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Author Topic: Can we steal energy from the Earths rotation?  (Read 6140 times)

McKay

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Can we steal energy from the Earths rotation?
« on: 30/03/2015 21:17:38 »
Greetings. If we take some mass from the equator and push it to one of Earths rotational poles trough some tubing (idk, say, super-fluid filled to prevent friction loss or something, just bare with me please), the piece of mass would accelerate in the direction of Earths rotation relative to the ground that now underneath it (Coriolis effect). Its like ice skater pulling in arm while rotating to rotate faster, but in this case, the mass thats pulled in is not rigidly attached and can accelerate on its own without accelerating the whole planet.
Now, that the mass is moving relative to the ground (and the initial energy that was used to push to the pole is not lost/ is absorbed), it can be absorbed and converted how we like (electricity).

Now, how about the angular momentum of the planet?
I understand that if the object we are moving to the pole is rigidly attached to the planet (like arms to an ice skater), the planet would in fact rotate faster, but angular momentum would be conserved.
But what about the scenario about the energy stealing? The mass in question would still end up at one of the rotational poles, but, in this case, we also have some energy extracted. I guess I could think that the planet would slow down (after speed up) and the energy we extract would not come from nowhere, but what about the angular momentum?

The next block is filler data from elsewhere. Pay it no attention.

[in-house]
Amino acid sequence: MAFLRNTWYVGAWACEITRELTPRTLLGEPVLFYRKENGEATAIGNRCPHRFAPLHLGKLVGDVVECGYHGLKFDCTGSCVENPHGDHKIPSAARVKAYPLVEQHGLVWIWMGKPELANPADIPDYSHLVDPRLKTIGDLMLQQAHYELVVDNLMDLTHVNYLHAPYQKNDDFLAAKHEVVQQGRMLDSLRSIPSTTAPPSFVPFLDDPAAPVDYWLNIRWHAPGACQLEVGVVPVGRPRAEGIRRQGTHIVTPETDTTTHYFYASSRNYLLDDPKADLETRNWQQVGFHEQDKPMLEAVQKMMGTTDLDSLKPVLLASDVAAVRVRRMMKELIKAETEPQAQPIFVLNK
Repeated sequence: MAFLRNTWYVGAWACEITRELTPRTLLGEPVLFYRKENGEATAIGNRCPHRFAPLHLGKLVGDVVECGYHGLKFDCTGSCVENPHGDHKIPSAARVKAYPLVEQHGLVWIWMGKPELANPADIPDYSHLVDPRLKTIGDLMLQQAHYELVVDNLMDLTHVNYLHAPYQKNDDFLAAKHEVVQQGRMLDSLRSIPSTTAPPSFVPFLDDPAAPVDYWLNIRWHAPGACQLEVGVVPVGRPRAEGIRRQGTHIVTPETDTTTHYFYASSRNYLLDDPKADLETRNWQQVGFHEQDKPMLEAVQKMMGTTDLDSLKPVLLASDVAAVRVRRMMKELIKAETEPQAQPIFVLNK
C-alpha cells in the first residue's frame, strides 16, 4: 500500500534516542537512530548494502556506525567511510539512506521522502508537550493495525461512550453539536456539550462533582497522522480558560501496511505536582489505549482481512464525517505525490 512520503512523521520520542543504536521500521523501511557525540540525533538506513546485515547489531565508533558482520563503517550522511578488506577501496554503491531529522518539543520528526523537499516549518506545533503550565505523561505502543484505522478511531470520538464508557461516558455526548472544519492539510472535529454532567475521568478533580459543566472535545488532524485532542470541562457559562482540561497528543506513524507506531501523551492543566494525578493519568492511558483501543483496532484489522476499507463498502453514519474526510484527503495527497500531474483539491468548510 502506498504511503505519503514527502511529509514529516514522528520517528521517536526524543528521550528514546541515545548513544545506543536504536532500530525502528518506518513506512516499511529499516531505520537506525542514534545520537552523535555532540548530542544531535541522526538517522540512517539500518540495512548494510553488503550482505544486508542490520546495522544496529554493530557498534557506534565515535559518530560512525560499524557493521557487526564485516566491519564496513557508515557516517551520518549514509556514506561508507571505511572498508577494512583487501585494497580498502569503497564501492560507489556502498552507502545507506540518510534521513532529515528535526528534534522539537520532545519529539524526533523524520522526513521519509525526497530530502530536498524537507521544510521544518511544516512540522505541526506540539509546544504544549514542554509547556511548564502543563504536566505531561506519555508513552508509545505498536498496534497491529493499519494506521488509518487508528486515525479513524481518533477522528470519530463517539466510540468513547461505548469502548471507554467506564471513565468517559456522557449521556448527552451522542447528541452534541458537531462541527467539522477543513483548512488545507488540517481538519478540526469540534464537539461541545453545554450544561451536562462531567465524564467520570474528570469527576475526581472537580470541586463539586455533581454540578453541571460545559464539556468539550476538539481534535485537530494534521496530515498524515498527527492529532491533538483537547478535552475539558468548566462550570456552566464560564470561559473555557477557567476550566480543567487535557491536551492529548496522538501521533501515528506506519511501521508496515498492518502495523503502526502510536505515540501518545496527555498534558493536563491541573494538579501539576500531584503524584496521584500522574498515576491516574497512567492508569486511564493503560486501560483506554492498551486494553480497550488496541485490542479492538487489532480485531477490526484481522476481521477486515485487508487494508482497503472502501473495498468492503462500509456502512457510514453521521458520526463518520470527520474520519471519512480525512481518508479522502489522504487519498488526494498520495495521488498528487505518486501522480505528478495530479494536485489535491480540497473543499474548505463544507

Edit: Changed title to a question.
« Last Edit: 31/03/2015 11:20:52 by evan_au »

yor_on

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Re: Can we steal energy from the Earths rotation?
« Reply #1 on: 31/03/2015 22:37:09 »
heh, like everyone using thermal energy for everything? Think I read a (c)old sf about that concept once.

McKay

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Re: Can we steal energy from the Earths rotation?
« Reply #2 on: 02/04/2015 15:38:21 »

syhprum

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Re: Can we steal energy from the Earths rotation?
« Reply #3 on: 05/04/2015 23:10:49 »
Isn't our atmosphere doing just that giving us these westerly's that gives us our mild climate and runs our windmills

Colin2B

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Re: Can we steal energy from the Earths rotation?
« Reply #4 on: 05/04/2015 23:45:53 »
. If we take some mass from the equator and push it to one of Earths rotational poles
The Coriolis effect is really only the tendency of things to travel in straight lines (similar to centrifugal 'force', where an object just continues in a straight line unless acted upon by a diverting force).
When moving mass, think of driving a car north from south. Is there a significant force trying to push you off course?

McKay

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Re: Can we steal energy from the Earths rotation?
« Reply #5 on: 07/04/2015 00:59:56 »

When moving mass, think of driving a car north from south. Is there a significant force trying to push you off course?